Paul Howard-Jones is based at the University of Bristol’s Graduate School of Education, where his research is focused on issues at the interface of cognitive neuroscience and educational theory, practice and policy. He applies diverse research methods from computational brain imaging studies to classroom observations in order to understand learning processes and their potential relevance to educational learning. He is particularly interested in the processes by which games and learning games engage their players and can support learning. Prof. Howard-Jones was formerly a member of the UK's Royal Society working group on Neuroscience and Education (2011). In 2020 he completed a fellowship at UNESCO (Geneva) focused on the relation of neuroscience to global educational and cultural contexts, and has authored numerous reviews and one of the first text books in this area (Evolution of the Learning Brain, Routledge, 2010). He has participated in many international academic and public debates regarding the interrelation of these two diverse subject areas and is currently implementing neuroscience into Initial Teacher Education at the University of Bristol (supported by the Wellcome Trust). He is more widely known for his contributions to Channel Four’s Secret Life of Four Year Olds and other broadcasts. His second book, A Short History of the Learning Brain, has just been published by Routledge, and he has been researching teachers’ attitudes and practices around climate change education. He currently co-ordinates the UK’s Climate Change Education Network.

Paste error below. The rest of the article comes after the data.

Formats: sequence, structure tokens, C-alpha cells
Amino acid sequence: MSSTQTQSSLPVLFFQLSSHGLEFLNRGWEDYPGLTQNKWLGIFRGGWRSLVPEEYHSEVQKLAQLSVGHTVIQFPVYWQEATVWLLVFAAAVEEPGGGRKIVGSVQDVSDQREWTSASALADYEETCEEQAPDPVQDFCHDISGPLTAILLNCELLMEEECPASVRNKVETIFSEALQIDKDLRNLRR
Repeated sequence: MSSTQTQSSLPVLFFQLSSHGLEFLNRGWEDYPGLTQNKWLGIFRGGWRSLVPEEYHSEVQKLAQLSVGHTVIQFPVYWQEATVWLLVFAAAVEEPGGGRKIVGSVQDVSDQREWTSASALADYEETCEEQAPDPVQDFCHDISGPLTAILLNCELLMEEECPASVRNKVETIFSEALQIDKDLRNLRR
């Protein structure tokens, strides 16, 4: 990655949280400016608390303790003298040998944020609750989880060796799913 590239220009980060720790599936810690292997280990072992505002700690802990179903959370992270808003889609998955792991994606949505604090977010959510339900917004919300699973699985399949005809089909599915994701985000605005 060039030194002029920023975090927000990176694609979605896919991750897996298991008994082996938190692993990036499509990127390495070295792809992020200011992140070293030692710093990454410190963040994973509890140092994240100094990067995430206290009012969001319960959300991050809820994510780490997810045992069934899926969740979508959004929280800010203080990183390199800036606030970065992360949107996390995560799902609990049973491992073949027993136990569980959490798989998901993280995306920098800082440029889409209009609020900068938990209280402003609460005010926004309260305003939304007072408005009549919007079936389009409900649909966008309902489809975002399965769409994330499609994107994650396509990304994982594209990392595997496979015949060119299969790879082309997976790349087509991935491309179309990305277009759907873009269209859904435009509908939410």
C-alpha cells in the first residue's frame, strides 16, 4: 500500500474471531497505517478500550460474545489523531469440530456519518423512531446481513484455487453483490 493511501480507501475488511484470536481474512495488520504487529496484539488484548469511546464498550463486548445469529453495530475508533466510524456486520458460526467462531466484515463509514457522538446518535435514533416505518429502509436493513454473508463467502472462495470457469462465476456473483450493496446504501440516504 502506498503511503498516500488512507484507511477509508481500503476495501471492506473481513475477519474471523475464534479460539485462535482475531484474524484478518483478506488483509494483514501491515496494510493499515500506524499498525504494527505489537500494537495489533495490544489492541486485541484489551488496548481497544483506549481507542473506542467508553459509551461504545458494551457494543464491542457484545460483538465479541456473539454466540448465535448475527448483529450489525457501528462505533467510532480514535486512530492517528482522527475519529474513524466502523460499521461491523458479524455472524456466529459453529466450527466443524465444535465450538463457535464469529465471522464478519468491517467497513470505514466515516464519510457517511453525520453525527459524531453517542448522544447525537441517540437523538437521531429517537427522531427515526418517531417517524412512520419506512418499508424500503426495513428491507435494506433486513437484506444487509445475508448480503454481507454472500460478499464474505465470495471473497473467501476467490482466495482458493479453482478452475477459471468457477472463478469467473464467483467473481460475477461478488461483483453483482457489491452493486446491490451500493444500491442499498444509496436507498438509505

Andrea A. Chiba
Andrea A. Chiba is currently a Professor at the Department of Cognitive Science and the Program of Neuroscience at the University of California San Diego, La Jolla, CA, USA. Her laboratory (Chiba Lab) is focused on gaining an understanding of the neural systems and principles underlying aspects of learning, memory, affect, and attention, with an emphasis on neural plasticity. Her laboratory team is highly interdisciplinary, using a variety of neurobiological, neurochemical, neurophysiology, computational, robotic, and behavioral techniques. She has been active in the U.S. Brain Initiative. She is also the Co-Director and the Founding Science Director of the Temporal Dynamics of Learning Center, an NSF Science of Learning Center at the University of California, San Diego. Dr. Chiba and her team were awarded an NSF BRAIN Initiative Award for their work on the neural basis of prosociality and interoception.
Tracey Tokuhama-Espinosa is an Instructor at the Harvard University Extension School where she teaches the Neuroscience of Learning: An Introduction to Mind, Brain, Health and Education science. She is the Associate Editor of the Nature Partner Journal, Science of Learning. Tracey does research in the Learning Sciences, and specifically within Mind, Brain, (Health) and Education science. Her current work is focused on what kids want to know about their own brains and the neuroscience of writing.